Field-Shooting or Terrain-Shooting  refer to a set of pistol and rifle shooting disciplines that usually are shot from temporary shooting ranges in outdoor terrain at varying (and sometimes unknown) distances, rather than at permanent shooting ranges at fixed distances.
Nordic Rifle Field Shooting in Sweden during the winter in 2012.
The Norwegian Rifle Field Shooting Championship at the 2007 Landsskytterstevnet.
Field-like shooting competition in USA using a National Match M1.
Field target shooting in Germany
Keith Sanderson from USA during the ISSF 25 meter rapid fire pistol event at the 2016 Rio Olympic Games in Rio de Janeiro.
John Pride at the 2008 Bianchi Cup.
Trap shooting in USA.
Skeet shooting in USA.
Clay targets being placed in an automatic throwing machine.
Trap shooting at the 2015 World Police and Fire Games in USA.
Sketch of a Skeet shooting range.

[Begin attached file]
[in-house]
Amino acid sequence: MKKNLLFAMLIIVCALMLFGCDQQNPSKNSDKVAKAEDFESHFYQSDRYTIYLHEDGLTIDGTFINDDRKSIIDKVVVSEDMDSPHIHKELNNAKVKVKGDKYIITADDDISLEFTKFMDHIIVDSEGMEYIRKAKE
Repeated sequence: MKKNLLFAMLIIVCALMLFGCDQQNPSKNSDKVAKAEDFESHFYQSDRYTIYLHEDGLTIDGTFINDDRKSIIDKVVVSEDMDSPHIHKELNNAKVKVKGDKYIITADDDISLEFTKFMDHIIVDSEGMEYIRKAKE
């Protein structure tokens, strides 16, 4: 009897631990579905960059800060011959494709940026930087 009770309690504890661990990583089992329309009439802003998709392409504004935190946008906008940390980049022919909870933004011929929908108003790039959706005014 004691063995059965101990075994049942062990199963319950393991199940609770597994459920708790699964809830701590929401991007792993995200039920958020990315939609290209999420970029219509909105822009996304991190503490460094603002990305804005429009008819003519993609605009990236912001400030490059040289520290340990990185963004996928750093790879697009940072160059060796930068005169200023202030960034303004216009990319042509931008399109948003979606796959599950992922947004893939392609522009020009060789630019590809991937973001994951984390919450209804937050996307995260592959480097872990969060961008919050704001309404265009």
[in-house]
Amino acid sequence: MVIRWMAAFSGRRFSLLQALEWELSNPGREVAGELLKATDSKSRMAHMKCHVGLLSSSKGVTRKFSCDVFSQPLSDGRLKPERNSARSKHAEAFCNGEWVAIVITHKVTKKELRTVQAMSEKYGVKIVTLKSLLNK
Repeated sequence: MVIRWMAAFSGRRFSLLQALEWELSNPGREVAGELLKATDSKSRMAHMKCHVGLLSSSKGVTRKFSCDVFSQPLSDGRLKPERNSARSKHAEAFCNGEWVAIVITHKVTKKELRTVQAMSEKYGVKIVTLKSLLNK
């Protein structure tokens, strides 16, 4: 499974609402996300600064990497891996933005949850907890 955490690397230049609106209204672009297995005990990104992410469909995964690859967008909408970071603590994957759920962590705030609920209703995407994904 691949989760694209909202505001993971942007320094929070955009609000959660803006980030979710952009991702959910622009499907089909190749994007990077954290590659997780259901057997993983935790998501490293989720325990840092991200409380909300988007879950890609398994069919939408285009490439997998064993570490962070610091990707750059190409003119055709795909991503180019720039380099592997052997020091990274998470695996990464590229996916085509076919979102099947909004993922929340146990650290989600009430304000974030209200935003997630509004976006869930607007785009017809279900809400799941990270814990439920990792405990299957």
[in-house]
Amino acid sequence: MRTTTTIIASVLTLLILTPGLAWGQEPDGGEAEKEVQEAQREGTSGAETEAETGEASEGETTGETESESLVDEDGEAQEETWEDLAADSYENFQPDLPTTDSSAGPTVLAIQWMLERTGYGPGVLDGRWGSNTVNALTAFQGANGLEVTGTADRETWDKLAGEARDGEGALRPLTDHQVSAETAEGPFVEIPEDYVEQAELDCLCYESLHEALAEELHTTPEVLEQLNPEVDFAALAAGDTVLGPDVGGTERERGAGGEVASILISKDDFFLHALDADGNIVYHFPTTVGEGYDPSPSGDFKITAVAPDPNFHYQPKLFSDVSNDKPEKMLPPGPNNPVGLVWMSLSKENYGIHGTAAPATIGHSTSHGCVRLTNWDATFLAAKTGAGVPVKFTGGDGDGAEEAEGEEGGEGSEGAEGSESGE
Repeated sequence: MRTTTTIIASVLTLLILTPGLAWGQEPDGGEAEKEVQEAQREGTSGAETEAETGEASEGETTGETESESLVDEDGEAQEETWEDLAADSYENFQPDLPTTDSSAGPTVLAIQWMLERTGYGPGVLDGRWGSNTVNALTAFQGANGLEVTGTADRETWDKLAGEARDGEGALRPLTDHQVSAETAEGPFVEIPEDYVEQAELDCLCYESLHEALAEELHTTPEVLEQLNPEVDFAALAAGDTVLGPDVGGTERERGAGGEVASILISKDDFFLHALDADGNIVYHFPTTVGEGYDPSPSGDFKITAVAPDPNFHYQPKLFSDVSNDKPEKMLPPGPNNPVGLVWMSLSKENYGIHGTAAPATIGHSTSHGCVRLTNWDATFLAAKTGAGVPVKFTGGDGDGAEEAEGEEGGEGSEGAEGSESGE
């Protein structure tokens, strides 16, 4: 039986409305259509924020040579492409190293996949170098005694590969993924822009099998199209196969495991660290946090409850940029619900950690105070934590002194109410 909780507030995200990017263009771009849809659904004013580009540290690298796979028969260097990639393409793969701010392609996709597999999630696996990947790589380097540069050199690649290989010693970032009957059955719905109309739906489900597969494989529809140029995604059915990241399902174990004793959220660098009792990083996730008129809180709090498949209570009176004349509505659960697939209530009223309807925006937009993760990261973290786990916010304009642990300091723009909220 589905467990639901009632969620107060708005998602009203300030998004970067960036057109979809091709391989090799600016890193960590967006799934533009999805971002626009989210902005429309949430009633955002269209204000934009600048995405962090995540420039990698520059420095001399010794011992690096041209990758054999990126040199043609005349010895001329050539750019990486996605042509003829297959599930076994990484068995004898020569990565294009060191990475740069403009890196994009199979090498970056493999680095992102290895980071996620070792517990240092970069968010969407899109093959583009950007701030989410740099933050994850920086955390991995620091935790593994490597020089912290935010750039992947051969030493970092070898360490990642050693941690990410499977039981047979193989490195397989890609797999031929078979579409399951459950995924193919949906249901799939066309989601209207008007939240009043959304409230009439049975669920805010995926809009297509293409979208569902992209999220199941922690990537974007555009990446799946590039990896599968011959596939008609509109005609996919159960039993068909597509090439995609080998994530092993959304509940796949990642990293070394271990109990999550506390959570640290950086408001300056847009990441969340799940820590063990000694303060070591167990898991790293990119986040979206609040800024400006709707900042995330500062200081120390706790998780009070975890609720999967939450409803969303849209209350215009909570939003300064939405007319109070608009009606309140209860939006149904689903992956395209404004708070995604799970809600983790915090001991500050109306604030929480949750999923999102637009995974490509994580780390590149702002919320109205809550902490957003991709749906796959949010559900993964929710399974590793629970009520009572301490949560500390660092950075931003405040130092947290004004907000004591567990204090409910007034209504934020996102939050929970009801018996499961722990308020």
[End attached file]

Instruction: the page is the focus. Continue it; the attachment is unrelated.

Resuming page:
Running target shooting refers to a number of disciplines involving a shooting target—sometimes called a boar, moose, or deer—that is made to move as if it is a running animal. Events of this type include:
Practical shooting, also known as action shooting or dynamic shooting, is a generic term applicable to shooting sports where speed is of equal importance as precision. Many of the disciplines involve movement, and when using handguns they are often drawn from a holster.
An Open division practical pistol shooter during a stage.
A Norwegian practical rifle shooter at the 2017 IPSC Rifle World Shoot in Russia.